The European Commission will deliver a letter to the Italian government on Wednesday, asking for “clarifications” on a 2019 budget that violates EU spending rules, an EU source said.
The request by the executive arm of the European Union will likely infuriate Rome and relaunch a long process that could see Italy’s coalition government hit with unprecedented sanctions for running a huge debt and breaking spending promises to the EU.
Italy’s far-right Deputy Prime Minister Matteo Salvini on Tuesday said that he expected Brussels to sanction his country for its deteriorating deficit and huge debt by imposing a fine of three billion euros ($3.3 billion).
“At a time when youth unemployment is reaching 50 percent in some regions (…), someone in Brussels is asking us, under past rules, for a fine of three billion euros,” he told RTL radio.
“All my energy will be used to change these old rules,” said Salvini, whose far-right party, the League, won European elections on Sunday.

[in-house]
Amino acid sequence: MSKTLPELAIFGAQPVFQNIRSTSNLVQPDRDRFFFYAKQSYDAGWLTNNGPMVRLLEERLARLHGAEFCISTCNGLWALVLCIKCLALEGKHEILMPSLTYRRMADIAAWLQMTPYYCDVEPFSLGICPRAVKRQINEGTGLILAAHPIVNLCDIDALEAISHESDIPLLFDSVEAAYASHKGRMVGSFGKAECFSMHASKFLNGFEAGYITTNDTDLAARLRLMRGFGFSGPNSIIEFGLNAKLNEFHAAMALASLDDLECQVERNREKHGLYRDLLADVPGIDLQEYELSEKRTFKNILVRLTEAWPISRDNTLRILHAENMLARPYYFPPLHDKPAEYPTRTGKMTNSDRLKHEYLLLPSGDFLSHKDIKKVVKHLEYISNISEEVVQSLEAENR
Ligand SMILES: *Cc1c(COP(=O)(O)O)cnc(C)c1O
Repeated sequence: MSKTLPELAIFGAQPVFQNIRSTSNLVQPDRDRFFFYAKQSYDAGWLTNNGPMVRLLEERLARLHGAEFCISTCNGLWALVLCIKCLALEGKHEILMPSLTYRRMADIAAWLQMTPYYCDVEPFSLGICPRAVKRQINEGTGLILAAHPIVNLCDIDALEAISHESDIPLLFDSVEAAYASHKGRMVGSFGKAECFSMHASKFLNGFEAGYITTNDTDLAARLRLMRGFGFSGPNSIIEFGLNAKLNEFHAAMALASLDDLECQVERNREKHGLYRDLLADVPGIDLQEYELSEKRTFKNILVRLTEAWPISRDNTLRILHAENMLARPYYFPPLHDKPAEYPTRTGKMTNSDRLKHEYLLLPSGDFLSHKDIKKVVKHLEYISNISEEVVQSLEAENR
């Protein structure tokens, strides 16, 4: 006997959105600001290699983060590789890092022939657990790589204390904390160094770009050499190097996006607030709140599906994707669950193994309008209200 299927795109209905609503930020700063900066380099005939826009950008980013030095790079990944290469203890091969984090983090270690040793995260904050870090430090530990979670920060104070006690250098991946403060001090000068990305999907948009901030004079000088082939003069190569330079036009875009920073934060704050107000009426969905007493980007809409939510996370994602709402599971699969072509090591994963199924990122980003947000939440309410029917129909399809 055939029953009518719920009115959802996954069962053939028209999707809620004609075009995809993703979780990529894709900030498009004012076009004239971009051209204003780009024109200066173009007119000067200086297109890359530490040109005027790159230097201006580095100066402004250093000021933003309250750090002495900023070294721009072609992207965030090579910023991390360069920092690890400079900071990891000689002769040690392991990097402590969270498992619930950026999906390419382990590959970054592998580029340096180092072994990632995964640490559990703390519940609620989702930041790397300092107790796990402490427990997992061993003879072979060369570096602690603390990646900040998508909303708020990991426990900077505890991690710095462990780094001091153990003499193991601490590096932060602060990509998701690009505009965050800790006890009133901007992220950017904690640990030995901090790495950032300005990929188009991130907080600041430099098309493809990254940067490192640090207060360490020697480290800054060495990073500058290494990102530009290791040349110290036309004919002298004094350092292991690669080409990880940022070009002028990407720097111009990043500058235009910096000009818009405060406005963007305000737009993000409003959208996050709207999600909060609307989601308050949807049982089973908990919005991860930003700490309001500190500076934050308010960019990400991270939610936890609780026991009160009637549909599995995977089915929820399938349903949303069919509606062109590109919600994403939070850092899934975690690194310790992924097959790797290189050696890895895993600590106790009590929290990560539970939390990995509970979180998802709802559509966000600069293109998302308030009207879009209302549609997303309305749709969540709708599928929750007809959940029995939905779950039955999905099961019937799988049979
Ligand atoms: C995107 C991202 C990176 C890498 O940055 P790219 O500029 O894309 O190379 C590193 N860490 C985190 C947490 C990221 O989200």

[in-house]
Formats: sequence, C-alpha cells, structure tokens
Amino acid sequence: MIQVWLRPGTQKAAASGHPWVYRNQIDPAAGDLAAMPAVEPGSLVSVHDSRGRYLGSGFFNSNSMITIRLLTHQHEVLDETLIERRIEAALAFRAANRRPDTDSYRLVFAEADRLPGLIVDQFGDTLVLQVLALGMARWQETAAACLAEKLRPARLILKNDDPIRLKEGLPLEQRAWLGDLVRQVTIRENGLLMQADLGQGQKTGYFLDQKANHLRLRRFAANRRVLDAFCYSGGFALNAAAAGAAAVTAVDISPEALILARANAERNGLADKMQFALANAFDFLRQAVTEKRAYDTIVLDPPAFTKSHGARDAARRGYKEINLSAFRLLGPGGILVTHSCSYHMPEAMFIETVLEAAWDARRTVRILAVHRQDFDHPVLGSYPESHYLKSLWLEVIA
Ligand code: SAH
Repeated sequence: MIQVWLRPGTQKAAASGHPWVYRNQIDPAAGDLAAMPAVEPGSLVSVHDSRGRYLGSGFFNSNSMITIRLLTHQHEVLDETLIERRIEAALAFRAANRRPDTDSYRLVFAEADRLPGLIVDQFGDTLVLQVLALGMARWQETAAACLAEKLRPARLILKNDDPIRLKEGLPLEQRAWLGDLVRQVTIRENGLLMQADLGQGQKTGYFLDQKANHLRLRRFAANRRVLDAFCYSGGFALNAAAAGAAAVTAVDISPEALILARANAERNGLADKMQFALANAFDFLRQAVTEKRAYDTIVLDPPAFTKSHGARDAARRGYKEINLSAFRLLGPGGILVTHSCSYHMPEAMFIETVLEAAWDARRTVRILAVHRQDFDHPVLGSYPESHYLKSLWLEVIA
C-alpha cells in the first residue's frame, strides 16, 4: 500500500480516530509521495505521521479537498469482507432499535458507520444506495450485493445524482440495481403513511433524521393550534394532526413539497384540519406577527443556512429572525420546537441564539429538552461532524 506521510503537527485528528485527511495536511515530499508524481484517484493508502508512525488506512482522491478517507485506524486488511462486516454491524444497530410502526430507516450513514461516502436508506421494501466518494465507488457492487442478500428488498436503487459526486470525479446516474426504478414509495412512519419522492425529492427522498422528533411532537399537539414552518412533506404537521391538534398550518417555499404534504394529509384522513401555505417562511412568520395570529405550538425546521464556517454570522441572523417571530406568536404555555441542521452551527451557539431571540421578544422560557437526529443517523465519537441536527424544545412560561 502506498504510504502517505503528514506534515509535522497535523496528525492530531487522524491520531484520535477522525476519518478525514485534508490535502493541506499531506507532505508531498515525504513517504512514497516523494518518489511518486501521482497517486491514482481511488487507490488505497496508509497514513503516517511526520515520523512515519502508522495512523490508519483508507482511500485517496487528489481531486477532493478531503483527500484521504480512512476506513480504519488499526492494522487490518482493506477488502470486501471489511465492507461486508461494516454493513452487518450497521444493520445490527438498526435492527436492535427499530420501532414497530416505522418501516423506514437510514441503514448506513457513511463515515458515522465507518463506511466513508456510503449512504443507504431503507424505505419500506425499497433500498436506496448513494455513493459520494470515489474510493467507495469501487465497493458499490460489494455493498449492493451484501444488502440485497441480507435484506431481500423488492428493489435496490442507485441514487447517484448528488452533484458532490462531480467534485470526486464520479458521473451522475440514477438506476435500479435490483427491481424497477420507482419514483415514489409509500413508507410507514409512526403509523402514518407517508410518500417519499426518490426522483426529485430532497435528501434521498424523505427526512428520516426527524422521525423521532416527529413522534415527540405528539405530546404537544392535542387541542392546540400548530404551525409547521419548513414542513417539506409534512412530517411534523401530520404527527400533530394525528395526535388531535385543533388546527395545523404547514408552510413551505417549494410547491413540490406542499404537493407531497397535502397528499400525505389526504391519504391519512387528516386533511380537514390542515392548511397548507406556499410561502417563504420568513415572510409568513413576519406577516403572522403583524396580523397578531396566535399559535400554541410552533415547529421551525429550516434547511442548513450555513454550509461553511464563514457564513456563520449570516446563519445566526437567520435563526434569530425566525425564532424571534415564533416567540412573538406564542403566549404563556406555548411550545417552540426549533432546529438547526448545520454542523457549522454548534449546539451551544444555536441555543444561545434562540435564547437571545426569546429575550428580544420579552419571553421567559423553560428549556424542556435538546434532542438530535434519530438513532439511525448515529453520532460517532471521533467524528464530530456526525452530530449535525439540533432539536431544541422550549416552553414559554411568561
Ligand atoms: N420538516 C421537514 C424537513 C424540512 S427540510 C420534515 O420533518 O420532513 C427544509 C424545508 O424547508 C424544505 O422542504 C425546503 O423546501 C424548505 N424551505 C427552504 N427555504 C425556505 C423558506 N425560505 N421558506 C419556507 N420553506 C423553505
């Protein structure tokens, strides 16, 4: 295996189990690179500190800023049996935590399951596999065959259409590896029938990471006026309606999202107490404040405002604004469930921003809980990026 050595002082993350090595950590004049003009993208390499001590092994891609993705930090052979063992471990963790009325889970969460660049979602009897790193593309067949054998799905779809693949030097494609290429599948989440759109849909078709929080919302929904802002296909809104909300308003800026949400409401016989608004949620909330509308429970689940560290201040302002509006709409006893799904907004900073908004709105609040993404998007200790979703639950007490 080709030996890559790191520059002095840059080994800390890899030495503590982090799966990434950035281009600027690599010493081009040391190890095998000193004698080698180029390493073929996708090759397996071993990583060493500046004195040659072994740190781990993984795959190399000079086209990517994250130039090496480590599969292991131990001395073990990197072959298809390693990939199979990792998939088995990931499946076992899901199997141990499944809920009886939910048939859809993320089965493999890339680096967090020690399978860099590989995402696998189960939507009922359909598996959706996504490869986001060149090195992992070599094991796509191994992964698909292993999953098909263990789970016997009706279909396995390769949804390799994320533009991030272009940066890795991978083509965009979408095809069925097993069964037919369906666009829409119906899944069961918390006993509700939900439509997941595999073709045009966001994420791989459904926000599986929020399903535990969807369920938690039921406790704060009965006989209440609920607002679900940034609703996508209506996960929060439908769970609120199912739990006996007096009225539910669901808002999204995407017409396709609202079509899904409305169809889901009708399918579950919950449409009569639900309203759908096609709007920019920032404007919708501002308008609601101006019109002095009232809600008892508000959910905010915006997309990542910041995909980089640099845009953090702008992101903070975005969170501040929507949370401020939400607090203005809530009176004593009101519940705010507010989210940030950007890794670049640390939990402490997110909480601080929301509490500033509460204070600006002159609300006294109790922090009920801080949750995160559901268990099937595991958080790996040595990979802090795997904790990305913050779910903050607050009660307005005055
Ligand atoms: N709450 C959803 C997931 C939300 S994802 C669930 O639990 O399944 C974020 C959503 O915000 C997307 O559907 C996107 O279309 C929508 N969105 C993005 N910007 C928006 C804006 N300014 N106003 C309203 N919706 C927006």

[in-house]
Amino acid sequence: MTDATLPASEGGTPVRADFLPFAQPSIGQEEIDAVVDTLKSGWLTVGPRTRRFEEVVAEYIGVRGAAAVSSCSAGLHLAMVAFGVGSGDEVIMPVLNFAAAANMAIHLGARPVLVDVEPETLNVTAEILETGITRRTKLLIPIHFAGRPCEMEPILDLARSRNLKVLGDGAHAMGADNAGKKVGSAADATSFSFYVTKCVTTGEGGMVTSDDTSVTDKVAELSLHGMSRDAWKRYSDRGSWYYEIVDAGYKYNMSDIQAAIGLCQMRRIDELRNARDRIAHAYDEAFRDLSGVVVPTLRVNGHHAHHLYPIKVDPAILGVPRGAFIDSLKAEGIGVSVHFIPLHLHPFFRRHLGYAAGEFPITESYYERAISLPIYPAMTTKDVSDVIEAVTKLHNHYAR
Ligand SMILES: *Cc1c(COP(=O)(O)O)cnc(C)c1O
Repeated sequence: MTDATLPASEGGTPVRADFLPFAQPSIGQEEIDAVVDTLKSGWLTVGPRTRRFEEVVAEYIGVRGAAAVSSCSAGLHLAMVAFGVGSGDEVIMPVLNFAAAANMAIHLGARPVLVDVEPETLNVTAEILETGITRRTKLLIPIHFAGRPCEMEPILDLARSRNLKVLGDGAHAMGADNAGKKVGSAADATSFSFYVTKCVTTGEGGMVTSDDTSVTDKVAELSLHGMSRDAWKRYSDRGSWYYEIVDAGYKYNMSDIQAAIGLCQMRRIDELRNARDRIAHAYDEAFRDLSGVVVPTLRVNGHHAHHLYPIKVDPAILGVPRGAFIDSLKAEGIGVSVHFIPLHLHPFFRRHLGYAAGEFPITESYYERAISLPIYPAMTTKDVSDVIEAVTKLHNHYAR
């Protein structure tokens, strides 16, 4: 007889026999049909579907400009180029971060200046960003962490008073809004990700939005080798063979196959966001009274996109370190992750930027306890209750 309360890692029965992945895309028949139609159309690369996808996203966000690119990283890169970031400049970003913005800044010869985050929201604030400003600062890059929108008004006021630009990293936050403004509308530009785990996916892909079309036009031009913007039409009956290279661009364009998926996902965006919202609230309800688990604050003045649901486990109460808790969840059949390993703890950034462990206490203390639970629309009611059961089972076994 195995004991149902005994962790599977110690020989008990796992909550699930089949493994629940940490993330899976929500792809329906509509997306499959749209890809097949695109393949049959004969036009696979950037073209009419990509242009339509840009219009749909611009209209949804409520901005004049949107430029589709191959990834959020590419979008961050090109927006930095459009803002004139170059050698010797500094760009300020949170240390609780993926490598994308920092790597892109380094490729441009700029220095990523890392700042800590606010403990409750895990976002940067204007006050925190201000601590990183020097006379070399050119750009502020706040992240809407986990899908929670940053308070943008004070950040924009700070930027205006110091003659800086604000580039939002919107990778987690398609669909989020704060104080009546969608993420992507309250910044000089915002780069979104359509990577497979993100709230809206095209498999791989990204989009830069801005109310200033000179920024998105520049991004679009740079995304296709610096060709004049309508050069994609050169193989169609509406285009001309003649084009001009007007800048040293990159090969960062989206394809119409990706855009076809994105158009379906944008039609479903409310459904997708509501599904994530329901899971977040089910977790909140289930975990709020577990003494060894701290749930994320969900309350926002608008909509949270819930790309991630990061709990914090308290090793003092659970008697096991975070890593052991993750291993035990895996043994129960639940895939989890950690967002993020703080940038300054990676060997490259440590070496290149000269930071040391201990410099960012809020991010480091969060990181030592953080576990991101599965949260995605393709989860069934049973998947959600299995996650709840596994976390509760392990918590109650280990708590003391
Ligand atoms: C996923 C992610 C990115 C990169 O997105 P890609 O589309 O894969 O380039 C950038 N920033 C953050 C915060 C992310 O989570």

“We will see if this little letter from Brussels in which they sanction us for the debt accumulated in the past will arrive,” he also joked.
Next week the commission is expected to recommend the opening of something called an excessive deficit procedure against Italy, due to its colossal public debt that stood at 132.2 percent of GDP in 2018, well above the 60 percent threshold set by European rules.
The opening of such a procedure, which needs to be validated by EU finance ministers, could result in financial sanctions of up to 0.2 percent of Italian GDP, which corresponds to the three billion euros mentioned by Salvini.
According to a European source, Brussels will send the letter to Rome on Wednesday — asking it for “clarifications on the evolution of its debt and structural deficit”.
The populist-far right coalition in Italy, which brings together the League and the Five Star Movement, had already been in conflict with Brussels at the end of last year over Rome’s big-spending 2019 budget, which the commission rejected in a historic first.
Both sides finally softened their positions to reach a compromise, but in the commission’s latest economic forecasts, published in early May, Italy was the worst economic performer in the eurozone, with zero growth well below other countries and debt at a record level.